How To Find And Cook Blue, Green, Or Pink-Shelled Eggs

Eggs are a lot more colorful than the regular white variety that you mostly see in the supermarket. Sure, there are the brown or "farm fresh" eggs that have become commonplace alongside their plain brethren, but there are also eggs with pastel hues so varied that it's easy to mistake them for Easter decorations. These aren't dyed at all, though; eggshells of blue, green, and pink are colored that way due to natural breeding phenomena.

While the "organic" label seen on packages of brown eggs may lead you to believe that environmental factors influence the color, the reason behind the different colored eggshells has more to do with the breed of hen. White eggs are neither bleached nor the result of chickens being confined. Rather, white eggs are white because the type of chicken that lays them, usually the Leghorn, doesn't have any genes contributing to pigment. On the other hand, chickens that lay brown eggs — or, by the same logic, blue, green, or pink eggs — have pigment genes that determine the color of the eggs they lay.

If you're interested in obtaining some colorful eggs, you might find them at your local farmers market or at some big-name retailers — and don't worry, you can prepare them just as you would regular eggs.

Why do eggs turn different colors?

While the pigment known as protoporphyrin is responsible for brown and pinkish hues, another type of pigment, biliverdin, turns eggs blue and green. This substance is found throughout the animal kingdom, including in insects, fish, and even human bruises. Chickens that produce biliverdin, such as the Araucana, often look as unique as the eggs they lay. Though all eggshells begin as white canvases as they form in the hen's uterus, the pigments specific to each breed contribute to the color. Other factors like diet and stress levels may influence the specific depth of shade, but the base color is a breed-specific phenomenon.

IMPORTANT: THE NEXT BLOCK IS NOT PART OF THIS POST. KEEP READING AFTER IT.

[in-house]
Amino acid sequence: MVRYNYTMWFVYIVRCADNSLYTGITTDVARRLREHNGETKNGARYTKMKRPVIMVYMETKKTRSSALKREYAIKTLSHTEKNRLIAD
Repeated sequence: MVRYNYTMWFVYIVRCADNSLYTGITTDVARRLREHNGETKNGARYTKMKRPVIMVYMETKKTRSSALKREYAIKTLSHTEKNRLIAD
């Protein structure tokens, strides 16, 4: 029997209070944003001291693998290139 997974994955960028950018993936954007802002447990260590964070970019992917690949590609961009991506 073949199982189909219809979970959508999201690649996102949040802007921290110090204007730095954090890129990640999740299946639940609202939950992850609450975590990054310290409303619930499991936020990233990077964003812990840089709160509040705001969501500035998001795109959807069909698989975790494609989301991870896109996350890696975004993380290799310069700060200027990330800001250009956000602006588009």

Breeds that produce blue, green, brown, or pink eggs don't lay them as quickly or consistently as chickens that lay white and brown eggs, so they're significantly more difficult to come by. You might be able to scout them out at your local farmers market, but blue eggs, in particular, are becoming more popular for mainstream consumption. Whole Foods sells cartons of them at select stores, and there have been several social media posts from flabbergasted folks who have spotted them at Costco.

Do you cook colored eggs any differently?

There's really no right or wrong way to cook eggs of different colors, such as blue and brown. Since these eggs often come from special "heritage breed" chickens that adhere to guidelines from the American Poultry Association, some people choose to savor them. Higher-quality eggs tend to perform better in baking recipes, especially when whipped in a bowl.

In fact, the hue of an egg's yolk is a more accurate mark of quality and provides a better insight into how the supplying chicken was raised. Darker yolks with a deep orange hue often come from chickens fed on a plant-based diet, typically associated with free-ranging. In contrast, lighter yellow yolks usually indicate that the chickens were fed more wheat. There may be a correlation between non-white eggs and free-range diets, since these chickens are often farmed on a more local scale, but causation is not necessarily implied. The taste differences between colorful eggs and plain ones are also debatable, though many swear that the more colorful an egg is, the better it tastes. However, there's no evidence of a nutritional difference between the two types. You can, however, take pride in the fact that you're likely supporting local farms if you purchase multicolored eggs. Plus, they just look so darn pretty.